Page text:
Wednesday, August 27, 2014
Thursday, June 19, 2014
Monday, June 16, 2014
In this episode: Ministry might have started off playing new wave and synth pop in the 1980s, but it evolved into one of the most important industrial rock bands of all time. Ministry's frontman Al Jourgensen has been there through it all, and tells it all in his memoir Ministry: The Lost Gospels According To Al Jourgensen. Jourgensen discusses his insane life and talks about what the future holds for the band.
And: There’s plenty to unpack in the wry, confessional lyrics of Speedy Ortiz -- the solo-moniker-turned rock band of singer and guitarist Sadie Dupuis. With lines like "Spent the summer on crutches and everybody teased / except for this one friend I almost forgot" (“No Below”), Dupuis lets us in, revealing her distinctively sharp point of view -- equal parts hilariously self-deprecating and brutally honest.
And: A narcocorrido is a popular type of Mexican song that glamorizes and celebrates outlaw drug traffickers. Those songs -- and the culture they celebrate -- are at the heart of Shaul Schwarz's recent film, Narco Cultura. In an interview with Soundcheck host John Schaefer, Schwarz talks about the burgeoning genre, its history, and the ongoing Mexican drug war.
This is an encore edition of Soundcheck.
Wednesday, May 07, 2014
Within the past week, the Colorado Symphony Orchestra has had the unusual distinction of being covered by such diverse outlets as NPR, Rolling Stone, High Times, GanjaNews.org -- and yes, Soundcheck. The reason? The orchestra announced that this summer, it’s planning three marijuana-themed events called “Classically Cannabis: The High Note Series.” We talk with Colorado Symphony Orchestra CEO Jerome Kern, who tells us, "We will do anything to gain support and audience for this organization, so long as it's legal."
Thursday, April 17, 2014
By Matt Katz : New Jersey Public Radio
Once upon a time, the U.S. Attorney in Newark was investigating the governor in Trenton for corruption. Today, that U.S. Attorney, Chris Christie, is now a governor under investigation himself by a different U.S. Attorney, and he has formed an unlikely friendship with Jim McGreevey, the former governor he once ...
Monday, March 24, 2014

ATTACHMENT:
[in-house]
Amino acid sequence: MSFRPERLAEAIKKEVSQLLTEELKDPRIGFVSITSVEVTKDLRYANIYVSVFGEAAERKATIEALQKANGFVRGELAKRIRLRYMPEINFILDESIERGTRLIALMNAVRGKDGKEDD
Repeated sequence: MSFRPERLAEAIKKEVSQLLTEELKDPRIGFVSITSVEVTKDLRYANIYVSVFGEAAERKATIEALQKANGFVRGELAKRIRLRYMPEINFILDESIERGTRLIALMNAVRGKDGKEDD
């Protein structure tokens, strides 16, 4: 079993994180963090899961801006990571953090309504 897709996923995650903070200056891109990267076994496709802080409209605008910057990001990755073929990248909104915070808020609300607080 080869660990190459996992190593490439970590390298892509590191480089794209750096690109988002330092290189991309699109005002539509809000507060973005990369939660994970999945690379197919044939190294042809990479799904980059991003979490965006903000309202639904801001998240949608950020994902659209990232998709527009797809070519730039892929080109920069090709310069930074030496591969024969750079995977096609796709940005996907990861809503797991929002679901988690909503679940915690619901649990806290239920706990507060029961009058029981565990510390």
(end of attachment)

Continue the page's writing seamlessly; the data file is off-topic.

We're joined by NPR Music's Anastasia Tsioulcas to talk about Mozart in the Jungle -- a memoir-turned-TV series which was recently picked up for development by Amazon -- and what it could do for classical music's reputation, if it takes off.
Friday, March 21, 2014
Medical marijuana is legal in 20 states, and is used to treat symptoms of multiple sclerosis, AIDS, side effects of chemotherapy, as well as pain, glaucoma, epilepsy, insomnia, and anxiety. Dr. Igor Grant, Distinguished Professor and Executive Vice-Chair of the Department of Psychiatry at UCSD School of Medicine and Director of the UC Center for Medicinal Cannabis Research, tells us about his research into the possible utility of cannabis compounds in the amelioration of certain severe manifestations of disease. And Jim Rendon, author of Supercharged: How Outlaws, Hippies, and Scientists Reinvented Marijuana, talks about the changing attitudes toward marijuana and how the increasing acceptance of medical marijuana is changing the legal and commercial landscape.
Friday, March 21, 2014
Caffeine is the most popular drug in America. Murray Carpenter why caffeine has such a powerful effect on us—it can boost our mood and improve our athletic performance. He looks at the various ways caffeine is delivered to the body, how it affects us, and why it’s not regulated. He’s the author of Caffeinated: How Our Daily Habit Helps, Hurts, and Hooks Us.
Monday, March 17, 2014
Did you know that the caffeine in soda is usually made in China? Murray Carpenter is author of Caffeinated: How Our Daily Habit Helps, Hurts, and Hooks Us and he’ll explain the drug. Plus: what a federal report on the Metro-North crash found about how the rail service was too lax about safety; the latest on the Crimean referendum; and more.